West News Wire: After the Associated Press reported last year that dozens of staff employees accused him of racist, abusive, and unethical behavior that may have jeopardized the U.N. health agency’s response to the coronavirus pandemic, the World Health Organization sacked its top officer in the Western Pacific.
In a message to staff members on Wednesday, WHO Director-General Tedros Adhanom Ghebreyesus stated that Dr. Takeshi Kasai’s appointment had been “terminated” due to “findings of wrongdoing” after an internal inquiry.
Tedros simply mentioned Kasai’s position as regional director for the Western Pacific, not mentioning him by name. The removal of a regional director is unprecedented in WHO history.
“This has been an unprecedented and challenging journey for all of us,” Tedros wrote. He said that the process of naming a new regional director for the Western Pacific would begin next month, with the election to be held in October.
The Japanese government, which supported Kasai’s nomination for the role, declined to comment. Kasai previously denied acting in a racist or abusive way, saying that although he asked a lot of his staff, his behavior “should not result in people feeling disrespected.”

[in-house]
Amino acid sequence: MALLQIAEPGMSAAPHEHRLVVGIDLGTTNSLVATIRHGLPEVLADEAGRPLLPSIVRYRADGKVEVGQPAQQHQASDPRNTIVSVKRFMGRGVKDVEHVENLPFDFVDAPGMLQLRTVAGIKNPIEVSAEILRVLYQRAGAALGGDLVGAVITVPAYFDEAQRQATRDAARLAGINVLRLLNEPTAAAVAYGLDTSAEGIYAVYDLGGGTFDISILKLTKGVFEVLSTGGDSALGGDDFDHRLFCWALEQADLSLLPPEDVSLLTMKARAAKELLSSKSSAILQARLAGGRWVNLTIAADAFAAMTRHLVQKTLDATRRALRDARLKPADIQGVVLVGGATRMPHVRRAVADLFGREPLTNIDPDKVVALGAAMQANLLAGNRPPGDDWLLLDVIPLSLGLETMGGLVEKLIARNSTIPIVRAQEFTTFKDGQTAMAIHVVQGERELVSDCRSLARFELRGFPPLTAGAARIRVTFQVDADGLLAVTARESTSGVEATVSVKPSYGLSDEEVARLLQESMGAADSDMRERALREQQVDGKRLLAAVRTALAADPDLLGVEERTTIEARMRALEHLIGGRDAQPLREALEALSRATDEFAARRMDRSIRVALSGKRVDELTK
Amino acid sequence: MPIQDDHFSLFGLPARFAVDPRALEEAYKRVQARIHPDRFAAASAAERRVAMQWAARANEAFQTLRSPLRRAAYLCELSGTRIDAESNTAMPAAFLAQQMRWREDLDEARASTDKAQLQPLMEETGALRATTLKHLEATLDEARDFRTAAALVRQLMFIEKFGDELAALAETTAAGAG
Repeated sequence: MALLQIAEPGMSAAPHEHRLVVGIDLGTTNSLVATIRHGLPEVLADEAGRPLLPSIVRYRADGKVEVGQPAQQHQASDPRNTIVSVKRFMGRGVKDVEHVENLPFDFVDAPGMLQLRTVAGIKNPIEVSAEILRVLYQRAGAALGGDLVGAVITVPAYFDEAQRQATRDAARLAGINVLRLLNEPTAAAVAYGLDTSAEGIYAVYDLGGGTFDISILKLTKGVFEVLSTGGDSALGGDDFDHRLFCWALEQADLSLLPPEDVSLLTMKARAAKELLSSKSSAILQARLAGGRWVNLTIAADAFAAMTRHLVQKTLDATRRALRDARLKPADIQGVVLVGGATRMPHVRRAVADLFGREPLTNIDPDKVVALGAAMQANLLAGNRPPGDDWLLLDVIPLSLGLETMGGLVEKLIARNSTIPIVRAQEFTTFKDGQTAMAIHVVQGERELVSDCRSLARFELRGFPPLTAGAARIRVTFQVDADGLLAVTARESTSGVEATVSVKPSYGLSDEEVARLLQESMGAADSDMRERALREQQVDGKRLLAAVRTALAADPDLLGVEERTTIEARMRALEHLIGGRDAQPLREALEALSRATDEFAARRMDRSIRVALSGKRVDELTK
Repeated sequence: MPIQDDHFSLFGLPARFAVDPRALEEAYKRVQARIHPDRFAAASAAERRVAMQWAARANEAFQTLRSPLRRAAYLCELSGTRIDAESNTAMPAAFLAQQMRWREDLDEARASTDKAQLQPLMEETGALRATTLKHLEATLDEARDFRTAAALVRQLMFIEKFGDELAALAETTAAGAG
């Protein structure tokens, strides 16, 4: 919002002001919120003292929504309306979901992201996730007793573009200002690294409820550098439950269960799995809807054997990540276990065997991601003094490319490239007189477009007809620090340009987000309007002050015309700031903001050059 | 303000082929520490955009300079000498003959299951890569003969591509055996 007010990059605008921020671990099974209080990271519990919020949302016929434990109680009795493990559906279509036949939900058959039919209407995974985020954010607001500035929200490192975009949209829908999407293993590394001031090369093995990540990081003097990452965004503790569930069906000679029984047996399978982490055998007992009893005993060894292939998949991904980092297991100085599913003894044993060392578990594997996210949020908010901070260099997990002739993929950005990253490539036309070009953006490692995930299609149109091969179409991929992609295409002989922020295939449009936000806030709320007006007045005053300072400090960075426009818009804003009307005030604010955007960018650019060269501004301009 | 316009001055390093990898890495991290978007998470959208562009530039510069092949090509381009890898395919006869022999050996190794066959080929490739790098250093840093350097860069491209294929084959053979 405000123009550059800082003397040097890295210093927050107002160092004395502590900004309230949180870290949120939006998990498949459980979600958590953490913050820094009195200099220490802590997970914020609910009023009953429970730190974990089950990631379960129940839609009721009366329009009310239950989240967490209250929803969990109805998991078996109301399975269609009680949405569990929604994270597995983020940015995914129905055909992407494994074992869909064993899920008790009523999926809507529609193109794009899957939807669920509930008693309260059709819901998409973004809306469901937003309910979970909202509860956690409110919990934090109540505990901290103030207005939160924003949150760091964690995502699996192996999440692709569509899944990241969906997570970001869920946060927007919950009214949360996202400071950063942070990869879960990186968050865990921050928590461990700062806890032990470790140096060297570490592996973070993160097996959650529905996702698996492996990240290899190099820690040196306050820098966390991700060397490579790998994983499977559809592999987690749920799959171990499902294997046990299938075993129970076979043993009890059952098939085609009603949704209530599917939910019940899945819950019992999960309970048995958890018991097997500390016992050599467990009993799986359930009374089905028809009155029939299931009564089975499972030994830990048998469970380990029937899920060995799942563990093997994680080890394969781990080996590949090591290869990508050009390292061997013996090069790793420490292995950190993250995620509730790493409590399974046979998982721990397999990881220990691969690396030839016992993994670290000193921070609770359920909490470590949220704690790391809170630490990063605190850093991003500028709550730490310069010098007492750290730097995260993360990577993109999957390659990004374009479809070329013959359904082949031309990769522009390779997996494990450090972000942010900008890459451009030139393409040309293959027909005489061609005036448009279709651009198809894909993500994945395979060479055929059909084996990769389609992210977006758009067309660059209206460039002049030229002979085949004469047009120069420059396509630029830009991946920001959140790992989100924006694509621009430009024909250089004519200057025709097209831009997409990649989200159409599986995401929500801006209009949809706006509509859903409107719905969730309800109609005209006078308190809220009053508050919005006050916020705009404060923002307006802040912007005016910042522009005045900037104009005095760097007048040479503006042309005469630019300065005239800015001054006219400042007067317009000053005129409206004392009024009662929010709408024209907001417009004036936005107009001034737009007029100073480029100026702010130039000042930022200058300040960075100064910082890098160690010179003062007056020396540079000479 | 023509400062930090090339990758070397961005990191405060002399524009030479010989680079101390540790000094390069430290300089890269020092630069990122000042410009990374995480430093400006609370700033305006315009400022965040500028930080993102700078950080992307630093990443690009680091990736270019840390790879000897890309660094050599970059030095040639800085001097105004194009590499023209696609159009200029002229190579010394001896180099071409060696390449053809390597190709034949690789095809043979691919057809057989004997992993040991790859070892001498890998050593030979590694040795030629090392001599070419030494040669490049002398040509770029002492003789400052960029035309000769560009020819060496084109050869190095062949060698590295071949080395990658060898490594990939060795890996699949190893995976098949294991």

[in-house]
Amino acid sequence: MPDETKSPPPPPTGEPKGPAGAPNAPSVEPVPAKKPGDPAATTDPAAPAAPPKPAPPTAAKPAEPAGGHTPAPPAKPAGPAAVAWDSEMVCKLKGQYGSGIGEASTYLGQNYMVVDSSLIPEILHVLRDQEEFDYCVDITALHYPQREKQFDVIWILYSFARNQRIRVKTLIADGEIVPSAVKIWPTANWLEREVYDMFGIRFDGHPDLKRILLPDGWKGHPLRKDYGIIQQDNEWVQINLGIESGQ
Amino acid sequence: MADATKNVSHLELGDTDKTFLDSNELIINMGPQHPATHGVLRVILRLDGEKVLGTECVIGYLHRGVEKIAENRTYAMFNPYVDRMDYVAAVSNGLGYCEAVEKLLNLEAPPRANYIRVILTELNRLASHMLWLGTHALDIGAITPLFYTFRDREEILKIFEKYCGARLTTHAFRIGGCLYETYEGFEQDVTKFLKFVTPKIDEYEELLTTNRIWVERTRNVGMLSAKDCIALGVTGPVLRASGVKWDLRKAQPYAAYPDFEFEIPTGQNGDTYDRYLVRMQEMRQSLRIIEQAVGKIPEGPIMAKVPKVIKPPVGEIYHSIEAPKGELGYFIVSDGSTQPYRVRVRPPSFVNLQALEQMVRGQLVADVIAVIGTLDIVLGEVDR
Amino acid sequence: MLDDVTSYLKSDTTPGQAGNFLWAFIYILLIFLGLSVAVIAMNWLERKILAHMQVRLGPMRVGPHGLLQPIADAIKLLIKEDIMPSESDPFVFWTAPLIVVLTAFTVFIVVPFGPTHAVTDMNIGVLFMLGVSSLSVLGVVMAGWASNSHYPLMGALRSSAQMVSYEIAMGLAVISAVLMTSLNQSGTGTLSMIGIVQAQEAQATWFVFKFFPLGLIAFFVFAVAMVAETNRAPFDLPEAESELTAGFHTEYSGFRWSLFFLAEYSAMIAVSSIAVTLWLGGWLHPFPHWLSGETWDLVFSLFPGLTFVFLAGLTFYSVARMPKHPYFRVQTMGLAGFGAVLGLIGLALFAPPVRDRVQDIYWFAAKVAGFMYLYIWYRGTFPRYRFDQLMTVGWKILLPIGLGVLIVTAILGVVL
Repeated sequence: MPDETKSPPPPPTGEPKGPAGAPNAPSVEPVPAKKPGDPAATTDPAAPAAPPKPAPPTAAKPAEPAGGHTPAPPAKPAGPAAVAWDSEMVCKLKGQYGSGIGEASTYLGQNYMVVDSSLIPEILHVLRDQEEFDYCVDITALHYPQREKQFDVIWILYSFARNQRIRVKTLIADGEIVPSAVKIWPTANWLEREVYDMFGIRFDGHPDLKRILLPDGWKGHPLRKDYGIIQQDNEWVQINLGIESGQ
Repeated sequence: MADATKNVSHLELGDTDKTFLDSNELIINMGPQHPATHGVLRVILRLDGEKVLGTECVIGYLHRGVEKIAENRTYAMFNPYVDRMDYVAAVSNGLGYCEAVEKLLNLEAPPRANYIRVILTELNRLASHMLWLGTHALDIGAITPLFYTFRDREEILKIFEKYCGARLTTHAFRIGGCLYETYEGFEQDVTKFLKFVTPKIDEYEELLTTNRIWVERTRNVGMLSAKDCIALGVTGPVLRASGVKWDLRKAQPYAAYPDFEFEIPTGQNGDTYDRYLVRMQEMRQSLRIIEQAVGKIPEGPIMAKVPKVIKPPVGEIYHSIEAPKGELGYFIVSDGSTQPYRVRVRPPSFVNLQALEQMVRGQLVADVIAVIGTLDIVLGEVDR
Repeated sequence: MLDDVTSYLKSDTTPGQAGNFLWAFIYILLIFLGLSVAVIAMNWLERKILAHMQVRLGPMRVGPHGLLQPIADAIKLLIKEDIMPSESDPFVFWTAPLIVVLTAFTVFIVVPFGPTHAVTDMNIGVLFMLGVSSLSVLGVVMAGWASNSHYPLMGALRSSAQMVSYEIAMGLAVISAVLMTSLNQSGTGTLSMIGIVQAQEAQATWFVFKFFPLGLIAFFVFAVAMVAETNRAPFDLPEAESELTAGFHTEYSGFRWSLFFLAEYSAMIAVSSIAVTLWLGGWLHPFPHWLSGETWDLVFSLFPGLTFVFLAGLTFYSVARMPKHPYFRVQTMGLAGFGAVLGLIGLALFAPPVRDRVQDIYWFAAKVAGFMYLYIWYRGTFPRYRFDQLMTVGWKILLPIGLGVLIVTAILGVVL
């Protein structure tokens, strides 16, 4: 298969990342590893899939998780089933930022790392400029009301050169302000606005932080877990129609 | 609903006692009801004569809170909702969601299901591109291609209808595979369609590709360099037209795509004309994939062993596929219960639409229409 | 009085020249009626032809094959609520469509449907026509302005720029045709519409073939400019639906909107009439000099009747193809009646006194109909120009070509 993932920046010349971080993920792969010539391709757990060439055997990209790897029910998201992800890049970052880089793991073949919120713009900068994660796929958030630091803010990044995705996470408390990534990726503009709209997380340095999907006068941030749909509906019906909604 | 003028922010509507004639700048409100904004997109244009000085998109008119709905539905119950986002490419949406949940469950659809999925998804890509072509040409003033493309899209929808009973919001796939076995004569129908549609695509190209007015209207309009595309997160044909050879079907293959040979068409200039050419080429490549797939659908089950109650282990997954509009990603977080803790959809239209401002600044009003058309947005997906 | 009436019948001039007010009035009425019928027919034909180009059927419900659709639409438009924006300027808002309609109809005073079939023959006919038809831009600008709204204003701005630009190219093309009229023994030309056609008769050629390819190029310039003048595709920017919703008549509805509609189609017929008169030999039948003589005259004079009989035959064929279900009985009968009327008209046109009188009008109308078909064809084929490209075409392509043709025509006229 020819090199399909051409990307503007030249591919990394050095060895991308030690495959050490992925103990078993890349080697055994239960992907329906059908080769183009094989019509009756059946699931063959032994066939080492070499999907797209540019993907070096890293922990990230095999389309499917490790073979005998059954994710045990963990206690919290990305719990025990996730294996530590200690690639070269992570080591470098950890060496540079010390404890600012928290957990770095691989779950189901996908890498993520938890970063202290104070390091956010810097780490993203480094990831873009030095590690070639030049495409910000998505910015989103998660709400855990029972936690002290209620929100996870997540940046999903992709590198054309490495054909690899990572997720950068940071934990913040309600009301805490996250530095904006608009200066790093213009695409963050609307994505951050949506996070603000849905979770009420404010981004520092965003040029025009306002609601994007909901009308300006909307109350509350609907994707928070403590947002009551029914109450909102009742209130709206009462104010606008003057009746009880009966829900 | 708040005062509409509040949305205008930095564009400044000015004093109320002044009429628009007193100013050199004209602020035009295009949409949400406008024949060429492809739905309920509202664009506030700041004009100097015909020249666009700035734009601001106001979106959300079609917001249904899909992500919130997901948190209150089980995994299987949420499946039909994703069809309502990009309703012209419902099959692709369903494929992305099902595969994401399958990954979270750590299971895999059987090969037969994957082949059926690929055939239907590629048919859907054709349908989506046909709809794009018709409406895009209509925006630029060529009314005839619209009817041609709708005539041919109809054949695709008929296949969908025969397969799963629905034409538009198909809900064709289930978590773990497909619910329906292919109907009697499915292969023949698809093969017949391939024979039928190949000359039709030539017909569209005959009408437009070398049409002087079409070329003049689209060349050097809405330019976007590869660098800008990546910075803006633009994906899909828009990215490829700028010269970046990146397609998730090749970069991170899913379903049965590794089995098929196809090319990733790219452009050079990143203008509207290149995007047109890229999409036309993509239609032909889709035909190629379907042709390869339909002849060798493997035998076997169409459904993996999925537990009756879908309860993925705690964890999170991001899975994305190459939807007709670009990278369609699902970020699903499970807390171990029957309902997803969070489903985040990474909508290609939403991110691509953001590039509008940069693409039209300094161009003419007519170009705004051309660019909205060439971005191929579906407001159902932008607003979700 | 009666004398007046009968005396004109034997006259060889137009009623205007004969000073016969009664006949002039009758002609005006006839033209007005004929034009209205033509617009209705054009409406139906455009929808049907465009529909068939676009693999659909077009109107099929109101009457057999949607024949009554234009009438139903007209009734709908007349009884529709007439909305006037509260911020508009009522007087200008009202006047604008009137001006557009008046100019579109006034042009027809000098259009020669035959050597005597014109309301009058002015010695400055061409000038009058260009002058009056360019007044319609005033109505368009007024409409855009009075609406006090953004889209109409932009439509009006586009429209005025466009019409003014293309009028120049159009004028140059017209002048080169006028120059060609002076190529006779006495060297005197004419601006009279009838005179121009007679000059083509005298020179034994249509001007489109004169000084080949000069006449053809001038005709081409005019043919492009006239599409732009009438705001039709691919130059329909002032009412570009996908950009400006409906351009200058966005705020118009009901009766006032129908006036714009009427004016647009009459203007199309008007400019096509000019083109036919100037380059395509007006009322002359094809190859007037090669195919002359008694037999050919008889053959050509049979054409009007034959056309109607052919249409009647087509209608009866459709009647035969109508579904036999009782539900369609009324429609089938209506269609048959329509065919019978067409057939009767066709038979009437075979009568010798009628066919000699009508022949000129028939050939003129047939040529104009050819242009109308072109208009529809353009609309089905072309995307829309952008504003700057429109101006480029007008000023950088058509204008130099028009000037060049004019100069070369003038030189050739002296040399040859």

A summary of the internal WHO investigation presented at a meeting of the agency’s executive board this week in Geneva found Kasai regularly harassed workers in Asia, including engaging in “aggressive communication, public humiliation, (and) making racial comments.”
Senior WHO directors told the organization’s top governing body that Kasai had created a “toxic atmosphere,” that staff members were afraid of retaliation if they spoke out against him and that there was a “lack of trust” in WHO.
The termination of such a high-level official stands in stark contrast to WHO’s reluctance to punish other perpetrators of abusive and sometimes illegal behavior, including sexual abuse and exploitation during the 2018-2020 Ebola epidemic in Congo.
More than 80 outbreak responders working primarily under WHO’s direction sexually abused or exploited vulnerable women; an AP investigation found senior WHO management was informed of multiple exploitation claims in 2019 but refused to act and even promoted one of the managers involved.
A recent internal U.N. report found the agency’s response to one case of alleged exploitation did not violate the rules because of a loophole in how WHO defines victims, a finding independent experts described as “an absurdity.”